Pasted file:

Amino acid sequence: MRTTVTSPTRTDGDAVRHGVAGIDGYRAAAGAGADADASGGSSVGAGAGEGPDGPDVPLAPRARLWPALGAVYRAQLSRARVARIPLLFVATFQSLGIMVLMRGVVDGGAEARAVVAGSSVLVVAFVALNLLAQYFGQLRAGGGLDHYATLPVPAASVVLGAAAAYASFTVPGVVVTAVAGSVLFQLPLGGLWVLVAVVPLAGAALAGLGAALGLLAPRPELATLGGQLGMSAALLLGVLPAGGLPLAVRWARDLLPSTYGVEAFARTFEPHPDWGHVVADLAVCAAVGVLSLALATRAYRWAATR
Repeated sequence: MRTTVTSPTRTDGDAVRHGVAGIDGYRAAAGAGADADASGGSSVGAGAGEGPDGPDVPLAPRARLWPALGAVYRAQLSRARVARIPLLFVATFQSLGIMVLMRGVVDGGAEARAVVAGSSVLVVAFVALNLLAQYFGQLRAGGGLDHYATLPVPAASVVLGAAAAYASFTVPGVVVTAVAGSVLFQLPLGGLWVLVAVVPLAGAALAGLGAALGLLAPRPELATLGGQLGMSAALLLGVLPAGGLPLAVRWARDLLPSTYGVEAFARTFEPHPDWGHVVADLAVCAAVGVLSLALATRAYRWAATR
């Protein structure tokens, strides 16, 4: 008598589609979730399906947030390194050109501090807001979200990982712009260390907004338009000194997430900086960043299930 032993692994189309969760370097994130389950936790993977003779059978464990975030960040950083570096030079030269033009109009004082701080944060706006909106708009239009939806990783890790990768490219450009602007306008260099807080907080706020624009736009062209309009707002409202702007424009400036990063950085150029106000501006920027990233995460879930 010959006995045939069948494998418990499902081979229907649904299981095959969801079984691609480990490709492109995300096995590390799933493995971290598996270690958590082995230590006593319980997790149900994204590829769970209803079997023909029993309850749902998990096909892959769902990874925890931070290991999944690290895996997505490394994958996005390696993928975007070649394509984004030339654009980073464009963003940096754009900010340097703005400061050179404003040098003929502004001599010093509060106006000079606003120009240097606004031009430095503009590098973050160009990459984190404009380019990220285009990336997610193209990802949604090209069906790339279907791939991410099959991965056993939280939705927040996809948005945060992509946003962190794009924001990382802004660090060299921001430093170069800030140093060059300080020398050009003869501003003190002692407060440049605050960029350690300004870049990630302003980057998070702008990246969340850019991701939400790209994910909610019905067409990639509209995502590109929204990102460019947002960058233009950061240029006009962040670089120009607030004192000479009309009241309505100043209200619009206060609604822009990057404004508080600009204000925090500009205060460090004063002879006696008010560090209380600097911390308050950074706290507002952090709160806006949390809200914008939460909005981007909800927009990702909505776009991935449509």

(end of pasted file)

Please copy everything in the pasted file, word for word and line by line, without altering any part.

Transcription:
Amino acid sequence: MRTTVTSPTRTDGDAVRHGVAGIDGYRAAAGAGADADASGGSSVGAGAGEGPDGPDVPLAPRARLWPALGAVYRAQLSRARVARIPLLFVATFQSLGIMVLMRGVVDGGAEARAVVAGSSVLVVAFVALNLLAQYFGQLRAGGGLDHYATLPVPAASVVLGAAAAYASFTVPGVVVTAVAGSVLFQLPLGGLWVLVAVVPLAGAALAGLGAALGLLAPRPELATLGGQLGMSAALLLGVLPAGGLPLAVRWARDLLPSTYGVEAFARTFEPHPDWGHVVADLAVCAAVGVLSLALATRAYRWAATR
Repeated sequence: MRTTVTSPTRTDGDAVRHGVAGIDGYRAAAGAGADADASGGSSVGAGAGEGPDGPDVPLAPRARLWPALGAVYRAQLSRARVARIPLLFVATFQSLGIMVLMRGVVDGGAEARAVVAGSSVLVVAFVALNLLAQYFGQLRAGGGLDHYATLPVPAASVVLGAAAAYASFTVPGVVVTAVAGSVLFQLPLGGLWVLVAVVPLAGAALAGLGAALGLLAPRPELATLGGQLGMSAALLLGVLPAGGLPLAVRWARDLLPSTYGVEAFARTFEPHPDWGHVVADLAVCAAVGVLSLALATRAYRWAATR
């Protein structure tokens, strides 16, 4: 008598589609979730399906947030390194050109501090807001979200990982712009260390907004338009000194997430900086960043299930 032993692994189309969760370097994130389950936790993977003779059978464990975030960040950083570096030079030269033009109009004082701080944060706006909106708009239009939806990783890790990768490219450009602007306008260099807080907080706020624009736009062209309009707002409202702007424009400036990063950085150029106000501006920027990233995460879930 010959006995045939069948494998418990499902081979229907649904299981095959969801079984691609480990490709492109995300096995590390799933493995971290598996270690958590082995230590006593319980997790149900994204590829769970209803079997023909029993309850749902998990096909892959769902990874925890931070290991999944690290895996997505490394994958996005390696993928975007070649394509984004030339654009980073464009963003940096754009900010340097703005400061050179404003040098003929502004001599010093509060106006000079606003120009240097606004031009430095503009590098973050160009990459984190404009380019990220285009990336997610193209990802949604090209069906790339279907791939991410099959991965056993939280939705927040996809948005945060992509946003962190794009924001990382802004660090060299921001430093170069800030140093060059300080020398050009003869501003003190002692407060440049605050960029350690300004870049990630302003980057998070702008990246969340850019991701939400790209994910909610019905067409990639509209995502590109929204990102460019947002960058233009950061240029006009962040670089120009607030004192000479009309009241309505100043209200619009206060609604822009990057404004508080600009204000925090500009205060460090004063002879006696008010560090209380600097911390308050950074706290507002952090709160806006949390809200914008939460909005981007909800927009990702909505776009991935449509």